How do you write the perfect constitution for a new government? That's merely one of the questions Mickaël de Oliveira's play The Constitution asks. Perhaps even more central than the question of the constitution is the idea of love: what it means to love someone, and whether or not love can mean different things to different people. And if the answer to the latter is yes, then can a government based on love succeed?
Directed by Jill DeArmon at UNDER St. Marks, The Constitution depicts four actors who have been asked to draft a constitution for the new Portuguese government. None of them know why they were chosen, and most don't want to be there. But they have a mission to fulfill, and only six days to do it in. While trying to create a new system of government, each character finds the mission complicated by his or her past. Diogo (Diogo Martins) is a former Communist. Pedro (Pedro Carmo) worries about his children. Both Diogo and Pedro used to perform unsavory duties for the government. Meanwhile, Maria (Maria Leite) and Filipe (Filipe Valle Costa) were previously in a relationship, and their troubled romance threatens to upend the whole mission.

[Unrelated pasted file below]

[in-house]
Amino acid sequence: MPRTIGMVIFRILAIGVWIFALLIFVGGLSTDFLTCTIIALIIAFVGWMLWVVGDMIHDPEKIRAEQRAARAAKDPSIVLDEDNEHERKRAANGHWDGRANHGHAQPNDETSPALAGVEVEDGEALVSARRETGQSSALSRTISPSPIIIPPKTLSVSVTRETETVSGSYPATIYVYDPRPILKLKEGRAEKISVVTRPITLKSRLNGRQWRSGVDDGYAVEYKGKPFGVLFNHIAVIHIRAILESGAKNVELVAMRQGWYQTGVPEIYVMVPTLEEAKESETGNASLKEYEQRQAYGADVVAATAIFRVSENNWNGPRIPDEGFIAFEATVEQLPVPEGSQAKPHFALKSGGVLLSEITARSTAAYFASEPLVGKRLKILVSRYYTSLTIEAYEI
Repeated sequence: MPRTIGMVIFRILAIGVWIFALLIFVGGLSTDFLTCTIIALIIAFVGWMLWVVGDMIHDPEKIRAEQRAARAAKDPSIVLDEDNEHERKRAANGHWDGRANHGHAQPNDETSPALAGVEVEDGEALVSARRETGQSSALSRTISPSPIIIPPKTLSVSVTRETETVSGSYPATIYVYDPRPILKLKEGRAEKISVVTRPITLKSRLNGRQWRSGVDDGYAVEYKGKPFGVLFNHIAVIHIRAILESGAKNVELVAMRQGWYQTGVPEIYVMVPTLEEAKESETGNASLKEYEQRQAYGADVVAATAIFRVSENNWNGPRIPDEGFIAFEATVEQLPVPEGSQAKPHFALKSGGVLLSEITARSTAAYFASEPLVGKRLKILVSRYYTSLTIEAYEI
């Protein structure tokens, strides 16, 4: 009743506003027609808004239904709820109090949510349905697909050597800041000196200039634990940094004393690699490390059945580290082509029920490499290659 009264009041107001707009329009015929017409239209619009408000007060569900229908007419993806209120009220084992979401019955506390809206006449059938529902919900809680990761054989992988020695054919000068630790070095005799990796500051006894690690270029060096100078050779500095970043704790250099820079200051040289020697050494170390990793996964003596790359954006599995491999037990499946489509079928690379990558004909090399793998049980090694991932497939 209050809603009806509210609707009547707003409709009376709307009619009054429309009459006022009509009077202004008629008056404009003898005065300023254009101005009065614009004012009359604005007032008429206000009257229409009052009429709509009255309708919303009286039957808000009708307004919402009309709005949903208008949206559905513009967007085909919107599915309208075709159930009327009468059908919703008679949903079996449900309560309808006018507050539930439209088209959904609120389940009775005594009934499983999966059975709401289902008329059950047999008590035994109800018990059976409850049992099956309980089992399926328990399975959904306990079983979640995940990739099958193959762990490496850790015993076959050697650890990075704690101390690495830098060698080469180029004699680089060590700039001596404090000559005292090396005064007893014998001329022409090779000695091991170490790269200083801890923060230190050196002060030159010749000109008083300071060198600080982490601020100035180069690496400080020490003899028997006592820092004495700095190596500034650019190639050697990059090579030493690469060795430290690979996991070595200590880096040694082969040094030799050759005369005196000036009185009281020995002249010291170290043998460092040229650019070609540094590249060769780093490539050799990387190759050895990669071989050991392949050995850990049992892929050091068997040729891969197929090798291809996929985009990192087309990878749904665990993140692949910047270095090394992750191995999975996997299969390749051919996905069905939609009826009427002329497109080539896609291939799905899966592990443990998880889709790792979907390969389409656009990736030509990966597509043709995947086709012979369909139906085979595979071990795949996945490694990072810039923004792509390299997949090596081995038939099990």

As the four different players in this emotionally-charged drama, each cast member performs with a high degree of realism and immediacy. As a result, all four characters come across as distinct personalities, alternately giving and taking in the debate they find themselves involved in. Especially forceful are Leite's and Valle Costa's performances, to which Martins' and Carmo's sometimes take backseats. But that's not because the latter two are lesser actors; it's simply because the script turns the focus increasingly onto Maria and Filipe as the play nears its end.
A thoughtful staging, together with the immediacy of the venue (a small theatre in which actors use all the available space), further the production's sense of realism and relevancy. But perhaps the biggest contributor to The Constitution's success is de Oliveira's sharp and thought-provoking script (translated by Maria Inês Marques), which cuts right to the heart of the issues while avoiding blatancy. Rather than forcing an agenda, the script leads viewers along subtly, gradually preparing them for the play's climactic thunderbolt. When that climax comes, it seems both staggering and intuitive -- which is a mark not only of how well each actor has played his or her part, but of how well de Oliveira's script has succeeded.